Reviews by megiddo
Fun Undermined By Crashesmegiddo | June 24, 2013 | Review of War of the Roses: Kingmaker
I've put more than 40 hours into War of the Roses unlocking perks and assembling builds. Customization is the definitely the game's strongest point. Players start off with a few pre-made sets to get them into the game and learning the combat. Players can unlock a few more slots as they gain gold through winning matches, obtaining objectives, and killing other opponents. Customizing your character is about unlocking the perks that enable the build you want to ranged, mounted, heavily armored, fast-running, fast-healing, two-handed, shielded -- There's a lot of options.
Players only have to unlock the various basic perks once for all characters, but as players get deeper into the various gear and armor trees, they'll have to re-buy certain blade edges, handle wood-types, and colors. Consequently, some players are more interested scoring kills than winning as a team and others leave matches as soon it's clear that their side can't win. Getting dominated by a better skilled, better balanced, or better geared team is not fun at all. It's like playing whack-a-mole as the mole. Players can spend real world money on everything unless it's an level unlock which can only be earned by playing. Keep in mind, buying better gear will not automatically make better player. Players still have to master combat.
Melee combat in WotR involves the blocking, parrying, and directional attacks you have in similar games like Chivalry: Medieval Warfare. However, unlike in Chivalry, the type of strike you make isn't determined by the button mapped to it. Every attack is primed by holding down LMB and every parry by holding down RMB. Players then move their mouse up, down, left, or right to prepare an overhead bash, stab, or lateral slash respectively. Release LMB to strike or keep holding it to charge up the attack for more damage. In contrast to Chivalry, where you have to keep your eye on the opponent's weapon to know where the attack is coming from, in WotR there are visual UI queues that clearly identify the direction of the incoming strike. There are no feints. The combat is challenging to master and not as crazily fast-paced and frenetic as Chivalry. This is not a bad thing; for one reason, it clear to tell when a player is defeated by their own mistake or because their opponent overpowered them.
I compare WotR to Chivarly because they're both multiplayer medieval melee games that were released weeks apart. Highlighting more differnces between the two games, WotR offers mounted combat and ranged combat that feels like an FPS. Running around with a crossbow and one-shotting a knight with a head is fun (along with the voiceover announcing it). Unfortunately, I've also experienced more gamebreaking bugginess with WotR than Chivalry. Random crashes to desktop are ridiculously frequent. Nevertheless, from update to update, I can see where they've fixed a couple of places where the devs have smashed bug that I emailed them about months ago. I'm also impressed by the free new maps and weapons that I've seen added to the game since I stared playing late last winter.
So the worst things about War of the Roses are the random crashes and the effects of the steep learning curve. Therefore the question is whether these negatives outweigh the positives. For me, the first month or so of playing was great until an update brought problems that were never resolved. After unsuccessfully trying to troubleshoot why my client was crashing to desktop in the middle of weapon swings, I quit playing WotR for about two months. I came back and the one crash I had been able to duplicate easily (that I put a ticket in to Paradox Support about) was fixed. I spent a few more minutes in the Training Battlegrounds to loosen up and wouldn't you know it; more crashes. I know the team at Fat Shark are still improving the game based on the updates, so I have some hope that they'll improve playability. But at this point, it's a decent game that's too frustrating to recommend.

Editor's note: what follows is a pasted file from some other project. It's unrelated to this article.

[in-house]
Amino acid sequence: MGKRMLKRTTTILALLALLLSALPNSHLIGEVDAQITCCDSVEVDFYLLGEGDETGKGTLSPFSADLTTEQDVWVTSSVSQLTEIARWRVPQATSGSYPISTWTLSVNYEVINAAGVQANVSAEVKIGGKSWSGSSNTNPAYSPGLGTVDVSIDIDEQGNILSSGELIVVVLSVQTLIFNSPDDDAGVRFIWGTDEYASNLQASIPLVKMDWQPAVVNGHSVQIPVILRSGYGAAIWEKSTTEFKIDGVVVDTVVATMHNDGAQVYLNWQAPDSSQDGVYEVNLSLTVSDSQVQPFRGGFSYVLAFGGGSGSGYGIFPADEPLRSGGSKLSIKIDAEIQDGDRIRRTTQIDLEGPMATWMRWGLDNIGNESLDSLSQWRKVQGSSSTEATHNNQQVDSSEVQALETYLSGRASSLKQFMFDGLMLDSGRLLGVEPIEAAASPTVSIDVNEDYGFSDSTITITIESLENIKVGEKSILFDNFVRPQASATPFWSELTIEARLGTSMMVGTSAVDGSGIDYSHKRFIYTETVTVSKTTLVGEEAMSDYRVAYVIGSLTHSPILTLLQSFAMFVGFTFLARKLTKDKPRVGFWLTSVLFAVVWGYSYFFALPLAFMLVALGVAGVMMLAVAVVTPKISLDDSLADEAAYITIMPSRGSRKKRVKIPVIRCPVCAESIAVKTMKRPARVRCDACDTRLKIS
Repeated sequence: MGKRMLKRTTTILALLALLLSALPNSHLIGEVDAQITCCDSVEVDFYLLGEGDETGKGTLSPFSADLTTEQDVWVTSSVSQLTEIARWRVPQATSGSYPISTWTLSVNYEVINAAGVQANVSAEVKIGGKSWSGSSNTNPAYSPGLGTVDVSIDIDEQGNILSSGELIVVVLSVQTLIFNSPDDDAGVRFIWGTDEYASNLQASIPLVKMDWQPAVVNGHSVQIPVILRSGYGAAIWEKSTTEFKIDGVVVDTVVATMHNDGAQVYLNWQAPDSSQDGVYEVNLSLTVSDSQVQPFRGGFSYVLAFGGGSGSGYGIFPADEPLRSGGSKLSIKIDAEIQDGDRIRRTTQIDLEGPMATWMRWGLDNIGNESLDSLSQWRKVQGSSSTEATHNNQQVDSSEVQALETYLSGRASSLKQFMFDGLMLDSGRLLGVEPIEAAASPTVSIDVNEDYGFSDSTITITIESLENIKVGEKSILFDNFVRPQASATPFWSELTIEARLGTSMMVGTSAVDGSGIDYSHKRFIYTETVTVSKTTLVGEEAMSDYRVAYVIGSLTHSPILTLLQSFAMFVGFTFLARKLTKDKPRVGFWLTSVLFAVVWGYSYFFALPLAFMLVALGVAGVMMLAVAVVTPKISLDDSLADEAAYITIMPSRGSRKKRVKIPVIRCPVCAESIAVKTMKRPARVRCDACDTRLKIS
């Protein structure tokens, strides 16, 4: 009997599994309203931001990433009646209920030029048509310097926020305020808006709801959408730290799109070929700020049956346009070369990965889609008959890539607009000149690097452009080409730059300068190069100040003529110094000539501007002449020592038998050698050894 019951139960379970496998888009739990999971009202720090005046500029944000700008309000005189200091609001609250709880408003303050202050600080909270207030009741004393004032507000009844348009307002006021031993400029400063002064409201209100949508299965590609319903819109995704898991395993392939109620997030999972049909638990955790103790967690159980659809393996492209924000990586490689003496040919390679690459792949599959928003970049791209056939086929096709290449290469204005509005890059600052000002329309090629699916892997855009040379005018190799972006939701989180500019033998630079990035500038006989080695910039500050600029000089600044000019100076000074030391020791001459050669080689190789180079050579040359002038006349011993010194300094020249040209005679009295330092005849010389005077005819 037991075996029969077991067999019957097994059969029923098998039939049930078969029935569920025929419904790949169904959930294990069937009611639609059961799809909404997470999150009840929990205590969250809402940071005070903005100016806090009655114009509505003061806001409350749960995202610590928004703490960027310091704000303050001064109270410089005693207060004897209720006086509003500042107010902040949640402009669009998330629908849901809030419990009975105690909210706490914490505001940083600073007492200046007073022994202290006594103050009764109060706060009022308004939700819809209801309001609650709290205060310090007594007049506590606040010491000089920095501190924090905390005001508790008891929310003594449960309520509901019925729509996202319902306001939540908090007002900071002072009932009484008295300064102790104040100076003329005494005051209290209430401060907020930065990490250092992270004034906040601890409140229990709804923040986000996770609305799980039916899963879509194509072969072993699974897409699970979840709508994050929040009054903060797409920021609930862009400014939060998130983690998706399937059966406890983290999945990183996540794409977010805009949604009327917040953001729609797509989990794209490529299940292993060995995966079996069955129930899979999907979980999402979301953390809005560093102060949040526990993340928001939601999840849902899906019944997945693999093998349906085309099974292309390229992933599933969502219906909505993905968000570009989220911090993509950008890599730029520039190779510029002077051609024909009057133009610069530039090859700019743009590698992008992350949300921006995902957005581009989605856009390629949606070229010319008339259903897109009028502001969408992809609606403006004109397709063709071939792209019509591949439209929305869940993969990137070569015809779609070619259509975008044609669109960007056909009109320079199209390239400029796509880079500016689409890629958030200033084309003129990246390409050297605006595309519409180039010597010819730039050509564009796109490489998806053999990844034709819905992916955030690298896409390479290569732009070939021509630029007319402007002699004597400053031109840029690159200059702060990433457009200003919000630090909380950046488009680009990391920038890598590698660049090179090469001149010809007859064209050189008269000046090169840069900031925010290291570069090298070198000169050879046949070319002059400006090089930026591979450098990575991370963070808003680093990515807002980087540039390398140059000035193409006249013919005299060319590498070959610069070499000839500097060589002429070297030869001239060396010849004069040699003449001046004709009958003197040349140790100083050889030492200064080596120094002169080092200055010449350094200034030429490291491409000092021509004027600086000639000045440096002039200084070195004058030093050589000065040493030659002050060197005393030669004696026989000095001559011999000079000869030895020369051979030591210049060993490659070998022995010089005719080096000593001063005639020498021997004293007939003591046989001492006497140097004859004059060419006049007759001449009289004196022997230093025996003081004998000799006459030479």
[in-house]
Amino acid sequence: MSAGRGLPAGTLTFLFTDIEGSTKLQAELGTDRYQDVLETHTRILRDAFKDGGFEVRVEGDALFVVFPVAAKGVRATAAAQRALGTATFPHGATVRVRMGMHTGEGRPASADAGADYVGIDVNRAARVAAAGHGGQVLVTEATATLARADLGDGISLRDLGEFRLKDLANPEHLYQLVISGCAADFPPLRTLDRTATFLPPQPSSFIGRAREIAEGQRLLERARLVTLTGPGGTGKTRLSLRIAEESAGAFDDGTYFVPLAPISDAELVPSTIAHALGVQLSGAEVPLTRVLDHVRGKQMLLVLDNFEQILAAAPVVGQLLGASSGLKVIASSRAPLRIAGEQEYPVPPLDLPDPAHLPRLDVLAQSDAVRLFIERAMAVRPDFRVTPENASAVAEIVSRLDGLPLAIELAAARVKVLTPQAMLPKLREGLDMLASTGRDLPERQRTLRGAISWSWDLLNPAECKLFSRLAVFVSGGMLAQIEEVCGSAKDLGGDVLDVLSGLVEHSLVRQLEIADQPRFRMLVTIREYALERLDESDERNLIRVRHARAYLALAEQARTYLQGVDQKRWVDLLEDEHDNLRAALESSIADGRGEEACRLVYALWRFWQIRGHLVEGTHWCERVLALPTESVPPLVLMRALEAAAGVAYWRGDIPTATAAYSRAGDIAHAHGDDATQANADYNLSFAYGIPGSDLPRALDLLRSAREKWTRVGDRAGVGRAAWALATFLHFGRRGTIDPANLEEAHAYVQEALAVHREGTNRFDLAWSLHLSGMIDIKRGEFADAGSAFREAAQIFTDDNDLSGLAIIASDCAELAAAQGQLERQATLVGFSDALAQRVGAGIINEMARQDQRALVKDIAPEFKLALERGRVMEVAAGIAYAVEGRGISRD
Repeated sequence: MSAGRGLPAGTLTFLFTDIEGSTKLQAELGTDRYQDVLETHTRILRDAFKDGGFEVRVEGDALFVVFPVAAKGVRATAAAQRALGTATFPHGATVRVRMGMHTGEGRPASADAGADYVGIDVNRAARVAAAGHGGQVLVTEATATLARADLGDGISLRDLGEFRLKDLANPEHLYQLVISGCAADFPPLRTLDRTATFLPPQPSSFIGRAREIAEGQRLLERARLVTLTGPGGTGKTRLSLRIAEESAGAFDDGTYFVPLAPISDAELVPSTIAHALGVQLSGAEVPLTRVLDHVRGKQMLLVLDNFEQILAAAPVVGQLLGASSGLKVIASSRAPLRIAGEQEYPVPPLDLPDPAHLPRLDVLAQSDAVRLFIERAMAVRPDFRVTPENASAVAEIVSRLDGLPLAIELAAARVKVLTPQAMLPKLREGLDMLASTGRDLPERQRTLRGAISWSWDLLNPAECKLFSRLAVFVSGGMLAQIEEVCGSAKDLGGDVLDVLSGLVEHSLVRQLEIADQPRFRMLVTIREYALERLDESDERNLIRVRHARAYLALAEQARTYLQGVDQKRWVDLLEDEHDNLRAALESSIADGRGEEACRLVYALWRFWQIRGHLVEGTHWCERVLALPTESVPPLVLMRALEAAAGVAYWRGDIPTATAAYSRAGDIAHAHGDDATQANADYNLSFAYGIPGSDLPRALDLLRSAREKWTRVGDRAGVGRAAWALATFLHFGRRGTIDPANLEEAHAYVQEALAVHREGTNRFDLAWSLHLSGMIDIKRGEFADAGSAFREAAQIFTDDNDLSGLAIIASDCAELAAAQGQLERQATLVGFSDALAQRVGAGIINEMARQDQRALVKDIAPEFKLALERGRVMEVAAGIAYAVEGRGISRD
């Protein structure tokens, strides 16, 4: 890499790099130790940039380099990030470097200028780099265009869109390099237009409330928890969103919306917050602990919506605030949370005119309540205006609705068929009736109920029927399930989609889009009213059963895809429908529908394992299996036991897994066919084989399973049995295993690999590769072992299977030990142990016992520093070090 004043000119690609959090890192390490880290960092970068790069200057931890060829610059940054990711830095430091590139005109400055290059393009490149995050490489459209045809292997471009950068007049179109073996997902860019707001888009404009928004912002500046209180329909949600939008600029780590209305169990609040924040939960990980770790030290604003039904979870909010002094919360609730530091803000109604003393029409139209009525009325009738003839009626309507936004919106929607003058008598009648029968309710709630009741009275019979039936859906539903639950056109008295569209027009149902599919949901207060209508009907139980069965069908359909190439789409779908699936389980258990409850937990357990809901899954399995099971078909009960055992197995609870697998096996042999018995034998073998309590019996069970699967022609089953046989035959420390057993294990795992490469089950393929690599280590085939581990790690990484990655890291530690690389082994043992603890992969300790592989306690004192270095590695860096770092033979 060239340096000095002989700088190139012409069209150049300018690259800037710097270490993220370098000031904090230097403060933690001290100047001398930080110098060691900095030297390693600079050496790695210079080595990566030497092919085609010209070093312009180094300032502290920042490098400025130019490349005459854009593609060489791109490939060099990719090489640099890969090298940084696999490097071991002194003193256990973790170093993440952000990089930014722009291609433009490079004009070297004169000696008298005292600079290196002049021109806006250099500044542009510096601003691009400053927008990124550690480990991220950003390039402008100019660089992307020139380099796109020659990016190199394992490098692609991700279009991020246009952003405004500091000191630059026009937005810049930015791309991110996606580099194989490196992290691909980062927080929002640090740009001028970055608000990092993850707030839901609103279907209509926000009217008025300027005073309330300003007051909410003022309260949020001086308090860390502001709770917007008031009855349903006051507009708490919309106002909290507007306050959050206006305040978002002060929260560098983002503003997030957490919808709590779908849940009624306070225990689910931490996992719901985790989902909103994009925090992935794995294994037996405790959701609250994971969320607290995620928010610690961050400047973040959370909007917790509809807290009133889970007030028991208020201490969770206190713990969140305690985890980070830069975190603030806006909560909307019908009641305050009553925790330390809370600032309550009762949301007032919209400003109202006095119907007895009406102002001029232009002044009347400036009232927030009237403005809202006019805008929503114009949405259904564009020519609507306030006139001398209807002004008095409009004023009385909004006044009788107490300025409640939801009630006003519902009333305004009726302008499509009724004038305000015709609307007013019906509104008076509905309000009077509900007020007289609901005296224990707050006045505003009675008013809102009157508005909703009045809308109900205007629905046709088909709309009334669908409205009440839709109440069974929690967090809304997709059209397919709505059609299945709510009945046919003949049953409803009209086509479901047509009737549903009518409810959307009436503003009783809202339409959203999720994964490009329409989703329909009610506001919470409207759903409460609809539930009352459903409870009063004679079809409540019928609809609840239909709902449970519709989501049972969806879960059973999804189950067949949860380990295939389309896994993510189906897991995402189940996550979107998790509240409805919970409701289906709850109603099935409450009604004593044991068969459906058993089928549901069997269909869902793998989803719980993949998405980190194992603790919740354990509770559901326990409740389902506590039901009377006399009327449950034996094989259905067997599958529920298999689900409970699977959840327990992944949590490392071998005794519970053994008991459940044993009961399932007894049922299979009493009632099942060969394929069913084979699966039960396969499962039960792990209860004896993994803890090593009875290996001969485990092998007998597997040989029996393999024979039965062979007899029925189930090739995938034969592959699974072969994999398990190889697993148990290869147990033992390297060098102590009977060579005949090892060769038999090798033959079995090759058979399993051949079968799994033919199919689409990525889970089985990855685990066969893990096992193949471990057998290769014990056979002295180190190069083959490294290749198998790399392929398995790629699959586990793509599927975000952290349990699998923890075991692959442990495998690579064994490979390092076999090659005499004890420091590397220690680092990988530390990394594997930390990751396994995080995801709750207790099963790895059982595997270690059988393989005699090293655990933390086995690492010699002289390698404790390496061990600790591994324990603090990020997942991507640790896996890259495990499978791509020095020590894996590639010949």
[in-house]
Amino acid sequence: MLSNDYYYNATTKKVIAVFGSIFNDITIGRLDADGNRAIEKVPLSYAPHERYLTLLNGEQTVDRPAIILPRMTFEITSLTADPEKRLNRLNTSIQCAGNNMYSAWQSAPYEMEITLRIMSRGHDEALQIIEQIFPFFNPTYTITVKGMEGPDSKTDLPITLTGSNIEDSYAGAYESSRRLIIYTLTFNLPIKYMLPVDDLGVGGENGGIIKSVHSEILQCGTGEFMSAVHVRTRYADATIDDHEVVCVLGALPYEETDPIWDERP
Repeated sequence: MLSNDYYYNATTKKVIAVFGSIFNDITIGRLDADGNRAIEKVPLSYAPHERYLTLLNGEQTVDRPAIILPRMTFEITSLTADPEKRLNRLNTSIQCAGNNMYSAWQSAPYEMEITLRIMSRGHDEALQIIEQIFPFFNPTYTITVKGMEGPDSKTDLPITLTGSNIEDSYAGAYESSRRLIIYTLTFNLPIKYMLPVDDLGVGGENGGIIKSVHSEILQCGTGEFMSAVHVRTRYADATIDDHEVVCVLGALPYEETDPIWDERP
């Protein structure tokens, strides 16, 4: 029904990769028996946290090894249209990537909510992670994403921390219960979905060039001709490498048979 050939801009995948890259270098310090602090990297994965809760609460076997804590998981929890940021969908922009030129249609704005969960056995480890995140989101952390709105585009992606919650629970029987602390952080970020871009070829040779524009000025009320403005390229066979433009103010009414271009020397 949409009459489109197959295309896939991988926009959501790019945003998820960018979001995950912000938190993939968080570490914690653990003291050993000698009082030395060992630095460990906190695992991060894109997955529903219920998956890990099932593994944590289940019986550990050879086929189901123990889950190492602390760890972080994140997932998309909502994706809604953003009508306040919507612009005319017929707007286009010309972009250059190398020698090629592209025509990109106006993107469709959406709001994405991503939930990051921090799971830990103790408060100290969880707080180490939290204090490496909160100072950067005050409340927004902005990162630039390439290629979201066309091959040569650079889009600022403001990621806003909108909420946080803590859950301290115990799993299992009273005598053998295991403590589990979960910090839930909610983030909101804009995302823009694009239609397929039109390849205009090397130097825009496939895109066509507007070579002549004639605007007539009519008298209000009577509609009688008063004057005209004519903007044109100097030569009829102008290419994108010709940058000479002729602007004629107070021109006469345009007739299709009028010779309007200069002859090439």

Worth More Than You'll Ever Have to Paymegiddo | May 30, 2013 | Review of The Secret World (NA)
The Secret World probably won't be the MMORPG that gets you hopelessly addicted. It is not a game that you will feel the need to spend every waking moment playing to the dejected frowns of your loved ones. Once you start, it's not even a game in which you'll feel like you're behind everybody or that'll you need to play 5 hours a day for a month to catch up. However, The Secret World is one of the most rewarding and entertaining experiences you'll find in any MMORPG to date. It's an amazing game that's worth far more than the $30 they're charging for all the 2012-developed content. Up to May 2013, there are two additional Issues (content packs) that players can purchase if so inclined, but they're not required and there's more than enough game already there to justify the cost.
TSW is a modern-day, three-faction MMORRG that's a compelling combination of adventure, action, conspiracy, and horror themes. At a basic level, it's a theme park action-RPG where you arrive at a hub, meet an NPC, and take on missions. However, TSW elevates the routine by making almost every quest a story-based chain. Consequently, players won't grab 10 or 20 quests and "clear the zone." Instead, players can take on a selection of story and side quests, rarely knowing where the missions will take them or what they'll need to do when there. In addition to conventional kill-X-many-enemies quests, TSW also gives a variety of missions that tell players to get something done without telling them exactly how. Sometimes you'll find clues in-game and sometimes you'll have to use google (Just be sure to add "-tsw" if you don't want spoilers). It's up to you to discover the clues and how to progress through the story.